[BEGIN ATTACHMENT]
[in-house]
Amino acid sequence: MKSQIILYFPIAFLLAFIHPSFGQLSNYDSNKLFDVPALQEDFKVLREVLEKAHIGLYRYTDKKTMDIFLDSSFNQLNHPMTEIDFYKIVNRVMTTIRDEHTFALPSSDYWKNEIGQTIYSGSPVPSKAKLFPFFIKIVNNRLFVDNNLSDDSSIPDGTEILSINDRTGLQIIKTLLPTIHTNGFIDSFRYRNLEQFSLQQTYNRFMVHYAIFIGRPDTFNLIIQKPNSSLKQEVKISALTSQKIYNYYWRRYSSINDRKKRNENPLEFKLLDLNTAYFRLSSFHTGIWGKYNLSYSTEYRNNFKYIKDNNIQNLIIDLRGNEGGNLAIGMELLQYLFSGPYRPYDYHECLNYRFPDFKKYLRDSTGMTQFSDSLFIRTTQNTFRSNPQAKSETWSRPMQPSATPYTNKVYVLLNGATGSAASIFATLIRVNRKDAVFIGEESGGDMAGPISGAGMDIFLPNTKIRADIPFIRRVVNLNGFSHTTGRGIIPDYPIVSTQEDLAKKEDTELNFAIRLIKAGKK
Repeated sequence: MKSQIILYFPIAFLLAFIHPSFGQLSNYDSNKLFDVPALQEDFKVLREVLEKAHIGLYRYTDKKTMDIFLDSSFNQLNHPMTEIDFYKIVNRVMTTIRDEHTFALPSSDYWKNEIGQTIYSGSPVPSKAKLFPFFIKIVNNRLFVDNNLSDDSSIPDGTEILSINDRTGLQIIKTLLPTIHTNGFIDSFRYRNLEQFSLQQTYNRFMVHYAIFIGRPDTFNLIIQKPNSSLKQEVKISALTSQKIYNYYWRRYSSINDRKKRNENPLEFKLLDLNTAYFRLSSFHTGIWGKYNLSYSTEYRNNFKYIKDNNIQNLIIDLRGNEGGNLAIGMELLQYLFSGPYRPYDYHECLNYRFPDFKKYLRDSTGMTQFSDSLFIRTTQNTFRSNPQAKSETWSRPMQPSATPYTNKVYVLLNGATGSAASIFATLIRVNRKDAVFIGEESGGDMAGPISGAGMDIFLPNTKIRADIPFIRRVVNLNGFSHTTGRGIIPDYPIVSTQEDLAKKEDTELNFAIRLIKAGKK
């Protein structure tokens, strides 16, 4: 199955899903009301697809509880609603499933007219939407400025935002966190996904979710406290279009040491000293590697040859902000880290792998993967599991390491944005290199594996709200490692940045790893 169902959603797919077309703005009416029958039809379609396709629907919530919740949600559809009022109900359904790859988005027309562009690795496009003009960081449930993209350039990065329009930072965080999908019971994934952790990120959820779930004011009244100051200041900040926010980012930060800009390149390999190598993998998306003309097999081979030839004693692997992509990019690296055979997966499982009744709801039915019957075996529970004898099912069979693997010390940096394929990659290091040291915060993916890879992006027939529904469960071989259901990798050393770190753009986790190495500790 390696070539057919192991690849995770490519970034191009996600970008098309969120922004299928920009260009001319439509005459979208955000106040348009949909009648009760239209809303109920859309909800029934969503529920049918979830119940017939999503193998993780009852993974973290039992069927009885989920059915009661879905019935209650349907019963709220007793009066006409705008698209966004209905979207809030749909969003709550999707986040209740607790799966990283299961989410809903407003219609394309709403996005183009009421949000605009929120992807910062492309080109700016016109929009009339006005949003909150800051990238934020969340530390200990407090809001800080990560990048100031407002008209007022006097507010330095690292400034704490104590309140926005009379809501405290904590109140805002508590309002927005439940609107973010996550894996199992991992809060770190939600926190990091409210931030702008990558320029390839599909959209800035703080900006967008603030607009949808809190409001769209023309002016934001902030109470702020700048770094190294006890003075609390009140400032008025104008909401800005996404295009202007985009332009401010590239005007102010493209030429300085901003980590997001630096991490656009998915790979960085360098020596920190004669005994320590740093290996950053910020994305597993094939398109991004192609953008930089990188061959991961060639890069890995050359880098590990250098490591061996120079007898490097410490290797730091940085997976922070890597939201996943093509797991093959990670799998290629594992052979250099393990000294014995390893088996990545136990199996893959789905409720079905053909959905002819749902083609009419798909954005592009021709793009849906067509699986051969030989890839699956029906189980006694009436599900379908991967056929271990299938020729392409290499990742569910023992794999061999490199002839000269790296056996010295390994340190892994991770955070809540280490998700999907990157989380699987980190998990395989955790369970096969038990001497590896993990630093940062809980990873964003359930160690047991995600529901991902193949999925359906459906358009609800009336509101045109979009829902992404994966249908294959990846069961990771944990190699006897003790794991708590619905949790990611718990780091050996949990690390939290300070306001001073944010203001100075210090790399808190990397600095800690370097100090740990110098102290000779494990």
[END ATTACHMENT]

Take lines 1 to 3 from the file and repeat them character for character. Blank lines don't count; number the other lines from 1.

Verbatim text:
[in-house]
Amino acid sequence: MKSQIILYFPIAFLLAFIHPSFGQLSNYDSNKLFDVPALQEDFKVLREVLEKAHIGLYRYTDKKTMDIFLDSSFNQLNHPMTEIDFYKIVNRVMTTIRDEHTFALPSSDYWKNEIGQTIYSGSPVPSKAKLFPFFIKIVNNRLFVDNNLSDDSSIPDGTEILSINDRTGLQIIKTLLPTIHTNGFIDSFRYRNLEQFSLQQTYNRFMVHYAIFIGRPDTFNLIIQKPNSSLKQEVKISALTSQKIYNYYWRRYSSINDRKKRNENPLEFKLLDLNTAYFRLSSFHTGIWGKYNLSYSTEYRNNFKYIKDNNIQNLIIDLRGNEGGNLAIGMELLQYLFSGPYRPYDYHECLNYRFPDFKKYLRDSTGMTQFSDSLFIRTTQNTFRSNPQAKSETWSRPMQPSATPYTNKVYVLLNGATGSAASIFATLIRVNRKDAVFIGEESGGDMAGPISGAGMDIFLPNTKIRADIPFIRRVVNLNGFSHTTGRGIIPDYPIVSTQEDLAKKEDTELNFAIRLIKAGKK
Repeated sequence: MKSQIILYFPIAFLLAFIHPSFGQLSNYDSNKLFDVPALQEDFKVLREVLEKAHIGLYRYTDKKTMDIFLDSSFNQLNHPMTEIDFYKIVNRVMTTIRDEHTFALPSSDYWKNEIGQTIYSGSPVPSKAKLFPFFIKIVNNRLFVDNNLSDDSSIPDGTEILSINDRTGLQIIKTLLPTIHTNGFIDSFRYRNLEQFSLQQTYNRFMVHYAIFIGRPDTFNLIIQKPNSSLKQEVKISALTSQKIYNYYWRRYSSINDRKKRNENPLEFKLLDLNTAYFRLSSFHTGIWGKYNLSYSTEYRNNFKYIKDNNIQNLIIDLRGNEGGNLAIGMELLQYLFSGPYRPYDYHECLNYRFPDFKKYLRDSTGMTQFSDSLFIRTTQNTFRSNPQAKSETWSRPMQPSATPYTNKVYVLLNGATGSAASIFATLIRVNRKDAVFIGEESGGDMAGPISGAGMDIFLPNTKIRADIPFIRRVVNLNGFSHTTGRGIIPDYPIVSTQEDLAKKEDTELNFAIRLIKAGKK